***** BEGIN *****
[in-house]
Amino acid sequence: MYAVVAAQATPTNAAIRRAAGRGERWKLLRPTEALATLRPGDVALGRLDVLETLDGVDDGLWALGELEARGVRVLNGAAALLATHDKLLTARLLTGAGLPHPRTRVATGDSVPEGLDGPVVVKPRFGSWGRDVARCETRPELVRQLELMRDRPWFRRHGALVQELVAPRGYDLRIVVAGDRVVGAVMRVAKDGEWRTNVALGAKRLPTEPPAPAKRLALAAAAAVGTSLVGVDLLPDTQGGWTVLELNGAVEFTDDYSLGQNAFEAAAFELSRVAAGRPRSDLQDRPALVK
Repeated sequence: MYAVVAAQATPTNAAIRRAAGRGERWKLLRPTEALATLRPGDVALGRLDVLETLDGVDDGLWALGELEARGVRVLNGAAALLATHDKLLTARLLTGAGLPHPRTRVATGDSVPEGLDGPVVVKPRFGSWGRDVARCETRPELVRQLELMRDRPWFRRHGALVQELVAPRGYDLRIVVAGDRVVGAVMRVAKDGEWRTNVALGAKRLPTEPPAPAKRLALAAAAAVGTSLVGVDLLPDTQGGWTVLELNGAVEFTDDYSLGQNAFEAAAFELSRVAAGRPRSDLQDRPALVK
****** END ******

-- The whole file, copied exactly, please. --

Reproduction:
[in-house]
Amino acid sequence: MYAVVAAQATPTNAAIRRAAGRGERWKLLRPTEALATLRPGDVALGRLDVLETLDGVDDGLWALGELEARGVRVLNGAAALLATHDKLLTARLLTGAGLPHPRTRVATGDSVPEGLDGPVVVKPRFGSWGRDVARCETRPELVRQLELMRDRPWFRRHGALVQELVAPRGYDLRIVVAGDRVVGAVMRVAKDGEWRTNVALGAKRLPTEPPAPAKRLALAAAAAVGTSLVGVDLLPDTQGGWTVLELNGAVEFTDDYSLGQNAFEAAAFELSRVAAGRPRSDLQDRPALVK
Repeated sequence: MYAVVAAQATPTNAAIRRAAGRGERWKLLRPTEALATLRPGDVALGRLDVLETLDGVDDGLWALGELEARGVRVLNGAAALLATHDKLLTARLLTGAGLPHPRTRVATGDSVPEGLDGPVVVKPRFGSWGRDVARCETRPELVRQLELMRDRPWFRRHGALVQELVAPRGYDLRIVVAGDRVVGAVMRVAKDGEWRTNVALGAKRLPTEPPAPAKRLALAAAAAVGTSLVGVDLLPDTQGGWTVLELNGAVEFTDDYSLGQNAFEAAAFELSRVAAGRPRSDLQDRPALVK